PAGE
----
I was all set for another cool July-uary day on the west coast, but mother nature had the last word today. And it was "heat". I have never figured out why exactly I seem to wait until it is 35 degrees in the greenhouse to work in there. I put on my denim shirt, left my hair down and headed out to take the old paint off the last six panes of glass on the roof. First I had to remove the shade cloth. That was a real rigamorale. The old bolts needed to be loosened first. That involved going into Allan's man cave (the garage) and finding the correct tool. What a nightmare. My camera battery is dead, but I'm going to take a picture and rat him out.
|The toolbox...blow up for a closer look|
Back to the greenhouse. I was out there for about 15 minutes. I came out dripping with sweat and fading fast. It was literally 35 degrees. I needed water, a T-shirt and to put my hair in a ponytail. Much better. Without the shade cloth and paint, it may be too hot for tomatoes and basil? I am thinking I could get some uv tape and just tack the shadecloth up in July and August. I finished up the job and now there are only two panes left with newer paint. Allan painted them with a paint that won't even come off with a scraper. I think I'll leave it for him.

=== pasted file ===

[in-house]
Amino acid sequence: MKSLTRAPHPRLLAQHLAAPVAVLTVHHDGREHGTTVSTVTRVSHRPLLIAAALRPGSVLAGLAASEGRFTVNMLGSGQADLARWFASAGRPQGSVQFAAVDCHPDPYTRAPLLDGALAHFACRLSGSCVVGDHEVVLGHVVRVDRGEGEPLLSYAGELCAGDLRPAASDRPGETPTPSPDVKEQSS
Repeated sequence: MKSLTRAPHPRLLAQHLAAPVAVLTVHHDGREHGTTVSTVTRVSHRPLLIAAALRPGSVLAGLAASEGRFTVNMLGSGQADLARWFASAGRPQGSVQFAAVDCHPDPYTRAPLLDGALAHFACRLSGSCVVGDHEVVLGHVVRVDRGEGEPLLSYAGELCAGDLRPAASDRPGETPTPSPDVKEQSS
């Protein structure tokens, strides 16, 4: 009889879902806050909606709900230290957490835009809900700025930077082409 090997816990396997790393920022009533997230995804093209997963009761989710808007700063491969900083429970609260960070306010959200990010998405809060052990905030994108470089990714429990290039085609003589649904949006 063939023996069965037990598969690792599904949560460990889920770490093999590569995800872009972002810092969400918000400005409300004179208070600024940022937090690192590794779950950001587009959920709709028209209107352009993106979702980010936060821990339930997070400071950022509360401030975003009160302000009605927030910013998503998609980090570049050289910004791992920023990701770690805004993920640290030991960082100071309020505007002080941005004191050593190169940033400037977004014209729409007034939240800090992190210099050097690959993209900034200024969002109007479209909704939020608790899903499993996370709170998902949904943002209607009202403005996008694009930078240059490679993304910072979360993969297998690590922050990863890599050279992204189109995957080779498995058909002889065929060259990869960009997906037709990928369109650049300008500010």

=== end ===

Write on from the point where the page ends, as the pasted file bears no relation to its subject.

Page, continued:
I moved on to the veggie garden. I broke the bale of straw into flakes and started clipping grass and weeds. I underdressed the herbs, the strawberries, pumpkin, tomatoes and rhubarb. Then I spread it about six inches deep in the pathway. There were a lot of flies hanging around the area and it took me awhile to realize there must be manure in the straw. You can't see it, but the flies can smell it. So once I finished for the day, I watered it well to tamp it down and get rid of the dust and manure. The smell of straw is very nostalgic if you have ever spent time on a farm. I did when I was a little girl. My Aunt Francis farm. I remember cooking with her on her woodstove and making sandwiches and coffee for the men in the field harvesting. I love everything about farms.
Update: It wasn't manure on the straw. It is the fish emulsion fertilizer. The flies are loving it!!
|This is what a bale of straw looks like|
spread six inches deep.
I spent some time the past few 'autumn' days selecting my seeds for next spring. I wasn't totally convinced to use only open-pollinated seeds until I read more about Monsanto and how they control over 40% of the seeds now. I am going to use ONLY OP seeds. I see it as a my duty!
Post a Comment